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Court of Appeal decides in favour of doctors in 'right to life case'

The General Medical Council has won its appeal against a decision that gave Leslie Burke, a seriously-ill man, the right to stop doctors withdrawing food and drink. Patient Concern were represented in the case by Leigh Day Human Rights lawyer, Richard Stein.

Leslie Burke Leslie has taken the GMC to court over their Guidelines to doctors

28 July 2005

The General Medical Council (GMC) has won its appeal against a decision made earlier in the year which would stop doctors removing feeding and hydration tubes in the terminally ill if it was against their will.

The case involved Leslie Burke who has a degenerative brain disease, cerebellar ataxia, and is worried that when he loses his power to communicate, doctors will decide that it is in his best interest to withdraw food and water. He believes that only he has the right to make that decision.

Guidance on withdrawing or withholding life-prolonging treatment

The previous court ruling was a review of the GMC's guidance on withdrawing or withholding life-prolonging treatment, and stated that the guidance was unlawful because it failed 'to acknowledge the heavy presumption in favour of life-prolonging treatment.'

The GMC appealed against the decision on the basis that doctors needed clearer guidance on the subject and that it could put them in an impossible position.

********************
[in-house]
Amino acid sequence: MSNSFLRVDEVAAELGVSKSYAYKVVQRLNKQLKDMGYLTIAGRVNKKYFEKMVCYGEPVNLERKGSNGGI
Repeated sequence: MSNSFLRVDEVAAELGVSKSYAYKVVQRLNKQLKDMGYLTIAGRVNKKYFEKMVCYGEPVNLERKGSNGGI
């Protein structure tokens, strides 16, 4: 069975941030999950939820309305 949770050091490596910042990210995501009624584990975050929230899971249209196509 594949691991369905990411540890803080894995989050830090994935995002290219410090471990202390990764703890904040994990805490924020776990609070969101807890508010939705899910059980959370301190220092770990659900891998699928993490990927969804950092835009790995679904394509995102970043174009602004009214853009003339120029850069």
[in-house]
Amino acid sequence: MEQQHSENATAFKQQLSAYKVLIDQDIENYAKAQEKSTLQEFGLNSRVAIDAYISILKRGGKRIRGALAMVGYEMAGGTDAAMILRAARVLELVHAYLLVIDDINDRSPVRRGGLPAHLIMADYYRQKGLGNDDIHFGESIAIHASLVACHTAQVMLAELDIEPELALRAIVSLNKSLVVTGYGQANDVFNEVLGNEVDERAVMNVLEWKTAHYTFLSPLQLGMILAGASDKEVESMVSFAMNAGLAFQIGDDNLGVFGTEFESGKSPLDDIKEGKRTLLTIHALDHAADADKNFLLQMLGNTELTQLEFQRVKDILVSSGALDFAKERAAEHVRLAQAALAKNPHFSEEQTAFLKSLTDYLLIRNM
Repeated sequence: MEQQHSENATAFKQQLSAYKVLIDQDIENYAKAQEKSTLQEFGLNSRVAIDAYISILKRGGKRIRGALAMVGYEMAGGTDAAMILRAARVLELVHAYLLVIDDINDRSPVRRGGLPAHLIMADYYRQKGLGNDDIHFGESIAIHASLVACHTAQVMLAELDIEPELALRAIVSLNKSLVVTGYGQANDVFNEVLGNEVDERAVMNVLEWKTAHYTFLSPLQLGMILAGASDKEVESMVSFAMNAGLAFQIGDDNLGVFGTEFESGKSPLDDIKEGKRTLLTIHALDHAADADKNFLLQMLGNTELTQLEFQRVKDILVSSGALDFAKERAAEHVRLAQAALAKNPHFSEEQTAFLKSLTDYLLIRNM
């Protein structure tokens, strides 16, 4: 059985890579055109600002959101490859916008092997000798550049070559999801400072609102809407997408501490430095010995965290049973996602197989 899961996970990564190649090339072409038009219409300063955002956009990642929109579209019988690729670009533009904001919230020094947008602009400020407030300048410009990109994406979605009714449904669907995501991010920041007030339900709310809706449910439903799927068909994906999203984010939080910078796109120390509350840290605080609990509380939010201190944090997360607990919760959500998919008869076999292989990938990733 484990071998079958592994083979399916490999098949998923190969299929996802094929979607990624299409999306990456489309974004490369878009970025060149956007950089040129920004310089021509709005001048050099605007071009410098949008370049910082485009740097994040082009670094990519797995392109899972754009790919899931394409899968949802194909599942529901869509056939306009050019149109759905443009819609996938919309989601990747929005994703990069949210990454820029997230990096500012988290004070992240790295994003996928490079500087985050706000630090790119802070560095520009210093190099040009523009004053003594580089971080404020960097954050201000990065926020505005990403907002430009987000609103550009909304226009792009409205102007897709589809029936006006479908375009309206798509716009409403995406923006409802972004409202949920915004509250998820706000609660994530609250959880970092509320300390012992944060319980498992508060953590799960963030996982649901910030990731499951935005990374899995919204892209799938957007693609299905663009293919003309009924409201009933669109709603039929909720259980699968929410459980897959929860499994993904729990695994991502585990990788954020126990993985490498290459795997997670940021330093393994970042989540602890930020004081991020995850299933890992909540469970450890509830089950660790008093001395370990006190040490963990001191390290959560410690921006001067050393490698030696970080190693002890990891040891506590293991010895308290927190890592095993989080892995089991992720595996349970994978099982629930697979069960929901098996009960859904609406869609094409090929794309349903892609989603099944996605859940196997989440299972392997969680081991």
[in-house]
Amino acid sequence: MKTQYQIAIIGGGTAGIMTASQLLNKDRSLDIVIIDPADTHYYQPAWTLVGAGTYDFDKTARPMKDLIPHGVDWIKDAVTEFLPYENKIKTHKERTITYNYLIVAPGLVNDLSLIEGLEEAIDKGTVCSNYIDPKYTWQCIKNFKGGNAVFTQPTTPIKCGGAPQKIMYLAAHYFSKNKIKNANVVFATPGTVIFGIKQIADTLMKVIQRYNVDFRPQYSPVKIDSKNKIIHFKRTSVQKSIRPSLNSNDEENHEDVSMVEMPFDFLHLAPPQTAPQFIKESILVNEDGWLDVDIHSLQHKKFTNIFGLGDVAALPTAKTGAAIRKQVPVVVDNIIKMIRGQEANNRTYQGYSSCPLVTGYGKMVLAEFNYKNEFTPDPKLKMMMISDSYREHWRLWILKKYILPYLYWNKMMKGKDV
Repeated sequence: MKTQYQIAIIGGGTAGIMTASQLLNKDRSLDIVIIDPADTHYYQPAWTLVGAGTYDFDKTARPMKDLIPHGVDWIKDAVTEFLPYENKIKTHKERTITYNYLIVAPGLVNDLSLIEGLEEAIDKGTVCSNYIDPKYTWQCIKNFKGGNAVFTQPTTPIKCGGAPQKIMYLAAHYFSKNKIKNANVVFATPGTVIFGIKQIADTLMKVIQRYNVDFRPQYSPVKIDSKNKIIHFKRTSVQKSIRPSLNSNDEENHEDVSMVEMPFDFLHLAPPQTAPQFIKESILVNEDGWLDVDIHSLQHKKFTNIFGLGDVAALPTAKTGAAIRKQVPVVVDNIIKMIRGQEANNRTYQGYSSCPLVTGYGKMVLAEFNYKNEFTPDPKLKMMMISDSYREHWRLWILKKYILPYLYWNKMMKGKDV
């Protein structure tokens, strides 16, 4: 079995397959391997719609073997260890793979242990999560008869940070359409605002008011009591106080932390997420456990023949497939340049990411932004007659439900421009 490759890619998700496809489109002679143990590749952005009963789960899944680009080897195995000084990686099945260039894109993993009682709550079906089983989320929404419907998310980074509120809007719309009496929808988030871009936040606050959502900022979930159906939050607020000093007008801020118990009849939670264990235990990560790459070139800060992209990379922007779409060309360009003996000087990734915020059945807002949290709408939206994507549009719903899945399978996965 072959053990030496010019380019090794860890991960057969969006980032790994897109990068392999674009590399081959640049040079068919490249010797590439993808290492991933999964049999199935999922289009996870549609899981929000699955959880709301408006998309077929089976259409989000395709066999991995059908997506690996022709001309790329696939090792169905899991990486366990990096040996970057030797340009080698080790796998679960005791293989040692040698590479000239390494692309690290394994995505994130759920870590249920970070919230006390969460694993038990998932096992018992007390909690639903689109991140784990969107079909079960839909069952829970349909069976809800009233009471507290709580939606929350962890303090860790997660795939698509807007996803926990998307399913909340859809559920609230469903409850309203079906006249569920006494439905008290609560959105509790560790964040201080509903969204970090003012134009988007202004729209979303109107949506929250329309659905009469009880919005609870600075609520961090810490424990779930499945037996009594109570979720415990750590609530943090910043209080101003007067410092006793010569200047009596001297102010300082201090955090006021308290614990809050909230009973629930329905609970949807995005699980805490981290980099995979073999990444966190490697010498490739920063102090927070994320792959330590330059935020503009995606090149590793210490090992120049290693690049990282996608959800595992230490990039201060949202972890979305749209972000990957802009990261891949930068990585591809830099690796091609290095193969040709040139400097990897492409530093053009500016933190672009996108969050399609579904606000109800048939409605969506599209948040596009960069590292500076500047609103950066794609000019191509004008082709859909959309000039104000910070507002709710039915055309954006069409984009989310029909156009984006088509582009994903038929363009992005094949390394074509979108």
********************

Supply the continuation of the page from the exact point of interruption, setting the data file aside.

Professor Sir Graeme Catto, President of the GMC, said ”Patients should be reassured by this judgement which emphasises the partnership needed to resolve end of life issues.

“Our guidance makes it clear that patients should never be discriminated against on the grounds of disability. And we have always said that causing patients to die from starvation and dehydration is absolutely unacceptable practice and unlawful.

“The Court has reinforced our position on these points. In the light of the judgement we shall look at what further steps we can take to explain and promote good practice in this area”

The Court of Appeal ruling is seen as a huge setback for patients' rights, putting the decision on whether patients live or die back in the hands of the doctors.

Joyce Robins, co-director of the human rights campaign group Patient Concern, said: "Doctors again have extraordinary power over us, making decisions on how and when we die."

Patient Concern, who had leave to intervene in the case of Leslie Burke, were represented by Richard Stein, partner in the Human Rights Department at Leigh Day & Co.

For more information please call 020 7650 1200.

Information was correct at time of publishing. See terms and conditions for further details.

Information was correct at time of publishing. See terms and conditions for further details.

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